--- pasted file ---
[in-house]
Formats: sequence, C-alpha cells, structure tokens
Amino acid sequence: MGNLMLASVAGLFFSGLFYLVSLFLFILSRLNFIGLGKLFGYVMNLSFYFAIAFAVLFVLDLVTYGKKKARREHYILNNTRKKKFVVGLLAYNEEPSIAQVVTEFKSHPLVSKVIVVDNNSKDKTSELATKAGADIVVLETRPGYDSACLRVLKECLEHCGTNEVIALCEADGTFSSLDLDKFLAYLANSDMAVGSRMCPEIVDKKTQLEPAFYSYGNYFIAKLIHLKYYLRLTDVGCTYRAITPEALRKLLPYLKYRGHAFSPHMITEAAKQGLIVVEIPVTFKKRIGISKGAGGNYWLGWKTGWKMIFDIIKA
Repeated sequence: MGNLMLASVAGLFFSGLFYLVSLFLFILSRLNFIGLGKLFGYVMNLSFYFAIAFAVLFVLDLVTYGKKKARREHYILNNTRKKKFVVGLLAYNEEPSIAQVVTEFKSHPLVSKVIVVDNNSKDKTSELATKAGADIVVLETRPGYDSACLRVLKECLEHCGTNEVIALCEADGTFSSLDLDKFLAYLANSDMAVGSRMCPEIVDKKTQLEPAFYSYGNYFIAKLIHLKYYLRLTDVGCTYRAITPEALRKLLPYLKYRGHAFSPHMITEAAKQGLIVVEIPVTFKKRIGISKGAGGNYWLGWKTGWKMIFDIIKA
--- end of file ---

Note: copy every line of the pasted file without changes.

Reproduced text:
[in-house]
Formats: sequence, C-alpha cells, structure tokens
Amino acid sequence: MGNLMLASVAGLFFSGLFYLVSLFLFILSRLNFIGLGKLFGYVMNLSFYFAIAFAVLFVLDLVTYGKKKARREHYILNNTRKKKFVVGLLAYNEEPSIAQVVTEFKSHPLVSKVIVVDNNSKDKTSELATKAGADIVVLETRPGYDSACLRVLKECLEHCGTNEVIALCEADGTFSSLDLDKFLAYLANSDMAVGSRMCPEIVDKKTQLEPAFYSYGNYFIAKLIHLKYYLRLTDVGCTYRAITPEALRKLLPYLKYRGHAFSPHMITEAAKQGLIVVEIPVTFKKRIGISKGAGGNYWLGWKTGWKMIFDIIKA
Repeated sequence: MGNLMLASVAGLFFSGLFYLVSLFLFILSRLNFIGLGKLFGYVMNLSFYFAIAFAVLFVLDLVTYGKKKARREHYILNNTRKKKFVVGLLAYNEEPSIAQVVTEFKSHPLVSKVIVVDNNSKDKTSELATKAGADIVVLETRPGYDSACLRVLKECLEHCGTNEVIALCEADGTFSSLDLDKFLAYLANSDMAVGSRMCPEIVDKKTQLEPAFYSYGNYFIAKLIHLKYYLRLTDVGCTYRAITPEALRKLLPYLKYRGHAFSPHMITEAAKQGLIVVEIPVTFKKRIGISKGAGGNYWLGWKTGWKMIFDIIKA